I’d like to say it was my idea, but it wasn’t. My wife is the gifted and nostalgic one in the family. For years, at Christmas time, my family would affectionately refer to me as “the Grinch”. My wife, on the other hand, understood the power of a Christmas tradition and, over the years, we have adopted many meaningful traditions.
One of my favorite traditions is that, for many years, the day after Thanksgiving we always went out as a family to pick out our Christmas tree and to allow the kids to pick out their own Christmas ornament—generally one of the Hallmark “Keepsake” ornaments. Then, we would all decorate the tree to the tune of Bing Crosby and the taste of hot cocoa—each person trying to find that perfect branch in which to hang their newly found treasure.
Over the years, the kid’s taste in ornaments changed. With two girls and two boys, we went through seasons of ballerinas, soccer balls, puppy dogs, Star Wars creatures, and Lord of the Rings warriors. Naturally, I would always get the Grinch ornament—whether I deserved it or not and whether I liked it or not.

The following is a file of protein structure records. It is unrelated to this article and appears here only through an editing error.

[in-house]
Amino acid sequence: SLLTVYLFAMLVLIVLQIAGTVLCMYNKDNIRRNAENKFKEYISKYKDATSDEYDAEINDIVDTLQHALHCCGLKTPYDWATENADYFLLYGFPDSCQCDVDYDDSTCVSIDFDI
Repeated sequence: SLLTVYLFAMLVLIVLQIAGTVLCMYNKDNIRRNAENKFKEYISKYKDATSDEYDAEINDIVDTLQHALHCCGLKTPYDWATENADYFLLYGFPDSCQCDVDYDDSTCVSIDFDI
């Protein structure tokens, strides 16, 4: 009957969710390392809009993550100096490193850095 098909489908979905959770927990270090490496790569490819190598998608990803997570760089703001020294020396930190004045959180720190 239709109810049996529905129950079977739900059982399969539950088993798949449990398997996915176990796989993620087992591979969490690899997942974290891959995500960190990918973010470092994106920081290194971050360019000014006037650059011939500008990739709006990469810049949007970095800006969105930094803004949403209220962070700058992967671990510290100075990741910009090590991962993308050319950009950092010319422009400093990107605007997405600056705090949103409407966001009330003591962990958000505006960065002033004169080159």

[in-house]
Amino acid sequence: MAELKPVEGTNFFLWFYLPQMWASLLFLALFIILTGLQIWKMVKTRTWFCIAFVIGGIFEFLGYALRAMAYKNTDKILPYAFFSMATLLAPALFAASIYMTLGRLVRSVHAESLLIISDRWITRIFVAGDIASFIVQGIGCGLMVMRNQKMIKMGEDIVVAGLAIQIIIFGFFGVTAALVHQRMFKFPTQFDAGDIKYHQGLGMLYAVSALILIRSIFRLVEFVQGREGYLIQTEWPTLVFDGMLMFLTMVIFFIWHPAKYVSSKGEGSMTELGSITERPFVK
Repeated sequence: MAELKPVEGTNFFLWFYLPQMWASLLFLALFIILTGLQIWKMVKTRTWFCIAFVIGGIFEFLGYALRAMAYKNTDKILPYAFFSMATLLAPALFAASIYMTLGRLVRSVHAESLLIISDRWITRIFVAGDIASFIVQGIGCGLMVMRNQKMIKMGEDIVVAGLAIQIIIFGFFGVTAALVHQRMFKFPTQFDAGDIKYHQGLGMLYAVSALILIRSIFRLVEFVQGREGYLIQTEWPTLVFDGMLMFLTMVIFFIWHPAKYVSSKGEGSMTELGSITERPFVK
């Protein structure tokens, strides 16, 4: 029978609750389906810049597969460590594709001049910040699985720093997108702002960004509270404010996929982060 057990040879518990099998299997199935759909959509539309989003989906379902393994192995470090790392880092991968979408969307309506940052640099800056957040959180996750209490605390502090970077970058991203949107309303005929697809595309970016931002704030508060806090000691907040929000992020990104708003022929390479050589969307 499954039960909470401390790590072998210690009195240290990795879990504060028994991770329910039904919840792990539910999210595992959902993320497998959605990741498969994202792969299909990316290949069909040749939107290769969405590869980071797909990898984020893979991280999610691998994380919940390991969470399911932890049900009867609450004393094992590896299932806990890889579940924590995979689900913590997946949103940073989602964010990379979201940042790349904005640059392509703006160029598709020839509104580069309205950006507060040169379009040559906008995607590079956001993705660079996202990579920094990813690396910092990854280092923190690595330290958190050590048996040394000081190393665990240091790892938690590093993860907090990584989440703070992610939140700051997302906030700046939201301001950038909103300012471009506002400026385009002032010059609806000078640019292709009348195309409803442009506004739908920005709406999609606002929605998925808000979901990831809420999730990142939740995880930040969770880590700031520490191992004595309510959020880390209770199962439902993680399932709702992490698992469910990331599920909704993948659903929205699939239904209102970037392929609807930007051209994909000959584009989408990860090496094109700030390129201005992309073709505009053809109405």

We have now entered into a different season in our lives. Three out of four of our children are married. They have now taken possession of the box of ornaments that they have amassed over the years to begin their own Christmas traditions with their own families. I have to say that my eyes moisten at the thought that our children aren’t “kids” anymore and we will never again hop in the van the day after Thanksgiving to pick out our ornaments. However, I also smile when I remember that each ornament is like a doorway to a memory of sights and sounds that will not quickly tarnish or fade away.
And, who knows? Maybe our children will one day carry on a similar tradition when grandchildren arrive. Until then, I’ll bask in the warmth of those many wonderful Christmas memories over the years. I now understand the power of Christmas tradition. I guess you could say my heart has grown several sizes over the years. Such is the way of Grinches.